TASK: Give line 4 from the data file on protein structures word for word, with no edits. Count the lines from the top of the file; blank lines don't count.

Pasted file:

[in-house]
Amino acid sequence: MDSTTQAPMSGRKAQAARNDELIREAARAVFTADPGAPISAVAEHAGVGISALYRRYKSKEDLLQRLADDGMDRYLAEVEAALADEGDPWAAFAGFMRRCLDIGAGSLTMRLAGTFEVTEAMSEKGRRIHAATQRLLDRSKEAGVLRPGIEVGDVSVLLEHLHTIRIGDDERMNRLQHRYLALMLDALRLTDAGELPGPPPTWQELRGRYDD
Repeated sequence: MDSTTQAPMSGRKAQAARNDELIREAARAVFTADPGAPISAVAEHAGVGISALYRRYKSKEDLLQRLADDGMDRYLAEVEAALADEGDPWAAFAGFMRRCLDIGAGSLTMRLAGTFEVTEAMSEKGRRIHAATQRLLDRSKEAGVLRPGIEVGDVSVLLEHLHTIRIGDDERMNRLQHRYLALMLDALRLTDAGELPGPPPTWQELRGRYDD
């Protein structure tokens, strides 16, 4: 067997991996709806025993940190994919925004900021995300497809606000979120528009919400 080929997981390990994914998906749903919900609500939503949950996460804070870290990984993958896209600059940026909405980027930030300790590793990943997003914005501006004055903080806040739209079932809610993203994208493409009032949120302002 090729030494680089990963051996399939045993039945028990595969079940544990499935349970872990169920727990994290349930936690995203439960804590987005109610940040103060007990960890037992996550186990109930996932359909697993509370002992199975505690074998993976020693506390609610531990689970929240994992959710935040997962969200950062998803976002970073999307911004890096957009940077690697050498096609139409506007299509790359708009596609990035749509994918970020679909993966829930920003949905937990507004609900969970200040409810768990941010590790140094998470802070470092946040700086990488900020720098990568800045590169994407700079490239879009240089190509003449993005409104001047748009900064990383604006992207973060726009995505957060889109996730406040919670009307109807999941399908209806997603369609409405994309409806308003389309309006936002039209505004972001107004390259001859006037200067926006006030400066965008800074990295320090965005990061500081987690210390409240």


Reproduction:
């Protein structure tokens, strides 16, 4: 067997991996709806025993940190994919925004900021995300497809606000979120528009919400 080929997981390990994914998906749903919900609500939503949950996460804070870290990984993958896209600059940026909405980027930030300790590793990943997003914005501006004055903080806040739209079932809610993203994208493409009032949120302002 090729030494680089990963051996399939045993039945028990595969079940544990499935349970872990169920727990994290349930936690995203439960804590987005109610940040103060007990960890037992996550186990109930996932359909697993509370002992199975505690074998993976020693506390609610531990689970929240994992959710935040997962969200950062998803976002970073999307911004890096957009940077690697050498096609139409506007299509790359708009596609990035749509994918970020679909993966829930920003949905937990507004609900969970200040409810768990941010590790140094998470802070470092946040700086990488900020720098990568800045590169994407700079490239879009240089190509003449993005409104001047748009900064990383604006992207973060726009995505957060889109996730406040919670009307109807999941399908209806997603369609409405994309409806308003389309309006936002039209505004972001107004390259001859006037200067926006006030400066965008800074990295320090965005990061500081987690210390409240």